Phil Leivesley - Sales Manager

Why have interest rates gone up consistently this year, and what’s likely to be in store for borrowers? Will rates go down again with a new PM? We asked our Sales Manager, Phil Leivesley, to share his views…

Please explain why rates have gone up.

Interest rates have been climbing steadily for the last 12 months as central banks around the world have tried to get a grip on soaring inflation. However, September’s ‘mini-Budget’ was a seismic event and triggered a reaction from the markets, who disapproved of what they saw as fiscal irresponsibility from the UK Government. The net result was that the cost to lenders of financing their lending increased significantly, and these costs had to be passed onto the consumer. In short, it suddenly cost mortgage lenders much more to lend money, and this lead to significantly higher interest rates.

What type of mortgages are you doing more of for clients right now – fixed rate or tracker?

Every client is different, and we’re speaking to people with differing attitudes to risk, varying opinions on what the future might hold and a myriad of different circumstances.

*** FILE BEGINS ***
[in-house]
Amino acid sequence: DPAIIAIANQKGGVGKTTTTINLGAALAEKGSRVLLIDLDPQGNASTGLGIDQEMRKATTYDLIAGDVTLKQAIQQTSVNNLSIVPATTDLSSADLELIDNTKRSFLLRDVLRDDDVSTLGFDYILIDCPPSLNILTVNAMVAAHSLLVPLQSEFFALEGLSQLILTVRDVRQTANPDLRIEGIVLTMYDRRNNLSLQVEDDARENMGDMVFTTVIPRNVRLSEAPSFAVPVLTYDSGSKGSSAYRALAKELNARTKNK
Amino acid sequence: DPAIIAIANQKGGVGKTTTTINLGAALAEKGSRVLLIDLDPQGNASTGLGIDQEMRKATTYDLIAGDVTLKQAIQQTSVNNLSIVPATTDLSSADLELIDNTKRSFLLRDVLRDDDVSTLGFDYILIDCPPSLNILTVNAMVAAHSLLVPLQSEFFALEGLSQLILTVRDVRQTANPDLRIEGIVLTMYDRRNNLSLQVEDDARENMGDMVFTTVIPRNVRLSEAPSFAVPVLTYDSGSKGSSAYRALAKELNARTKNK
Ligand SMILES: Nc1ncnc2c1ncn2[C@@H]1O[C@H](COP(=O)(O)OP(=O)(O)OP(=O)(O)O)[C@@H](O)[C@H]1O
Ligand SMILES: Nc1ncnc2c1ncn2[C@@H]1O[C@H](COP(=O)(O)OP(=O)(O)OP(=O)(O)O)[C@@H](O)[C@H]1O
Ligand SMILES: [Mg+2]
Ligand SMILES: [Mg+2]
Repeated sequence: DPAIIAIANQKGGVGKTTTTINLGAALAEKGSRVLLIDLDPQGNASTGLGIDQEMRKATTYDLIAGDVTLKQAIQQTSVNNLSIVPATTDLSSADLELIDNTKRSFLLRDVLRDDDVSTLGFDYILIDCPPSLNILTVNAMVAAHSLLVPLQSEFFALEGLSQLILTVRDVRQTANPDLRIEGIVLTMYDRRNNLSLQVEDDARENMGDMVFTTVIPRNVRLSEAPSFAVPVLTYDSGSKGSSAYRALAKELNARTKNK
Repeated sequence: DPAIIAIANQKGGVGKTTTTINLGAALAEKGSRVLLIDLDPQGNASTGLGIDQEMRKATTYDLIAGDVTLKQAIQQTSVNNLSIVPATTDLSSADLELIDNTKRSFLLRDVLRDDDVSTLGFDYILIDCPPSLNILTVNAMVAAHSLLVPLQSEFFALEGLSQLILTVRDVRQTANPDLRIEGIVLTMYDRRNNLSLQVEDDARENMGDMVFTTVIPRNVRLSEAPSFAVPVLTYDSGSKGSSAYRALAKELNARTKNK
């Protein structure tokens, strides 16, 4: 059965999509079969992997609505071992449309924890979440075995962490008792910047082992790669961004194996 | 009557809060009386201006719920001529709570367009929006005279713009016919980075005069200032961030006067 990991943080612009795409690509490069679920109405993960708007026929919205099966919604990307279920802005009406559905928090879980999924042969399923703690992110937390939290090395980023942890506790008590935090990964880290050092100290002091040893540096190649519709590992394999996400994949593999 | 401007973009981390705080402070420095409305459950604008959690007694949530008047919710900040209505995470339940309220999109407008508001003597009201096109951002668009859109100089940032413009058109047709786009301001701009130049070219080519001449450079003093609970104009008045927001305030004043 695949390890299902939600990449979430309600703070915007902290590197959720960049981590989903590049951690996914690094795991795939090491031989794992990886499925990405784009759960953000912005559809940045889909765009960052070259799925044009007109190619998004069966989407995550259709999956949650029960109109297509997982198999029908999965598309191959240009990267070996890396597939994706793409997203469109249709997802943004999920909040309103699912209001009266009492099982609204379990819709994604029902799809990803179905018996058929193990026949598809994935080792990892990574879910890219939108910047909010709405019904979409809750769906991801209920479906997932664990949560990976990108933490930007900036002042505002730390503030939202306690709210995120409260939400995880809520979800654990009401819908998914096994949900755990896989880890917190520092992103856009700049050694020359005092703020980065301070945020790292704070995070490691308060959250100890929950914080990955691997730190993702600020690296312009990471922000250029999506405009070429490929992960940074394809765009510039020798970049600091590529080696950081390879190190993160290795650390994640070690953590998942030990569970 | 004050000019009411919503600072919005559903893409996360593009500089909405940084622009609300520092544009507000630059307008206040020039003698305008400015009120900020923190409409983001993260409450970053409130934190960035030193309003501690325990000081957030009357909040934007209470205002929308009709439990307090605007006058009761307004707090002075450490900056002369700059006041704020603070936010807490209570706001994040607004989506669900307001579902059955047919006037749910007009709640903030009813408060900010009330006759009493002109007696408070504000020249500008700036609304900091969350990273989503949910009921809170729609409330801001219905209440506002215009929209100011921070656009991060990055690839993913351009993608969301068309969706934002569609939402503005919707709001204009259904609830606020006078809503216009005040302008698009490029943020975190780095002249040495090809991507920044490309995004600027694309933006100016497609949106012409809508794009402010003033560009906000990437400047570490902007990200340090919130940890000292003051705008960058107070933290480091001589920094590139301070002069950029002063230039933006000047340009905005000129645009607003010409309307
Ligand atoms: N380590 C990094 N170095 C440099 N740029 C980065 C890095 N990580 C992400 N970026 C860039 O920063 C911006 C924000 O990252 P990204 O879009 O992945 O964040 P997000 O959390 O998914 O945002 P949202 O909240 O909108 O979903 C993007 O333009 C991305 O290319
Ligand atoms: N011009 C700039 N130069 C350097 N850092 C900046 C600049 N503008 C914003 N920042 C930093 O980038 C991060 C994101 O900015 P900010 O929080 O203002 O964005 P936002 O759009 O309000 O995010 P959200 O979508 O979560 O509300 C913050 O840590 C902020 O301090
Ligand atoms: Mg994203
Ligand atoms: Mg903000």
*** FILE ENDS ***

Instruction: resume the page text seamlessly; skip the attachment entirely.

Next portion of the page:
Fixed-rate products exist to provide certainty to borrowers who feel that they need it. It’s understandable that a borrower might want to secure their costs for the foreseeable future, and we’re seeing more demand for longer-term fixed rates at present. However, there is a growing cohort of people who are wary of securing a 5-year fixed rate when the cost of borrowing is at the highest point since before the Credit Crunch, particularly when the likelihood is that a fixed rate will see you “tied in” to that product for the life of the fixed rate, with a penalty to pay to exit this early.

Those with a more relaxed attitude to risk are therefore considering shorter-term products or variable rate products like tracker and discounted rates. These products will likely increase in price further in the short term, but any borrower with a variable rate would benefit if rates were to reduce again in the future.

An adviser cannot predict the future, but we can outline the potential benefits and risks of each product type and, based on your specific circumstances and preferences, make a recommendation. It’s therefore absolutely imperative, now more so than ever, that you seek advice.

Are lenders becoming more cautious about lending in light of recent events?

We haven’t seen any evidence at this stage that lenders have become more cautious in lending. Some lenders chose to withdraw themselves from the market temporarily following the ‘mini-Budget’, but this was simply because the volatility in the market meant that a lender could not guarantee whether they would be lending money potentially at a loss. These lenders are now returning to the market, and a larger market should be a more robust and competitive one.

From what we have seen so far, there appears to be no change to credit scoring, and lenders are still willing to lend to those with a smaller deposit.